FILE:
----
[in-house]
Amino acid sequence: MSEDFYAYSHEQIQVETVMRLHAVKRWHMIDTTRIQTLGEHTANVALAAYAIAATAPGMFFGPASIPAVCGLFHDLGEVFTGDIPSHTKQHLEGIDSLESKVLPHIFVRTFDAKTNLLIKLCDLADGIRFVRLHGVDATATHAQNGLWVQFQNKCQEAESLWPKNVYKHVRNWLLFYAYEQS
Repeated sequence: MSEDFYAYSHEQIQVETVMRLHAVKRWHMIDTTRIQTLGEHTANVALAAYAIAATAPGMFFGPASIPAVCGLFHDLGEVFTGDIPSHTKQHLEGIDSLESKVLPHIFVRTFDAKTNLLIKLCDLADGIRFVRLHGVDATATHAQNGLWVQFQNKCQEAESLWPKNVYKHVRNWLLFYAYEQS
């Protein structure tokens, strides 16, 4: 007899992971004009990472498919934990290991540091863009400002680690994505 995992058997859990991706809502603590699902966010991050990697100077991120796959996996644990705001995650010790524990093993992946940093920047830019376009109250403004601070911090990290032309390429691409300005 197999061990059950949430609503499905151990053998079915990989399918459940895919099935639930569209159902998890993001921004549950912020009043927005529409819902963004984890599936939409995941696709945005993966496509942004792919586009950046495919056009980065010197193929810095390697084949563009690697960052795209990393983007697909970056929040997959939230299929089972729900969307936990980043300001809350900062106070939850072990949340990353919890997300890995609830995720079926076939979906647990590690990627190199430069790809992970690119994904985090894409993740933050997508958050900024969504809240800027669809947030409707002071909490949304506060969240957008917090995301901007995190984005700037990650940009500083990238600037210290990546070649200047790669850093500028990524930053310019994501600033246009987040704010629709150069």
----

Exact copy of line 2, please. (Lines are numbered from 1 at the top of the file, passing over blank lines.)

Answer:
Amino acid sequence: MSEDFYAYSHEQIQVETVMRLHAVKRWHMIDTTRIQTLGEHTANVALAAYAIAATAPGMFFGPASIPAVCGLFHDLGEVFTGDIPSHTKQHLEGIDSLESKVLPHIFVRTFDAKTNLLIKLCDLADGIRFVRLHGVDATATHAQNGLWVQFQNKCQEAESLWPKNVYKHVRNWLLFYAYEQS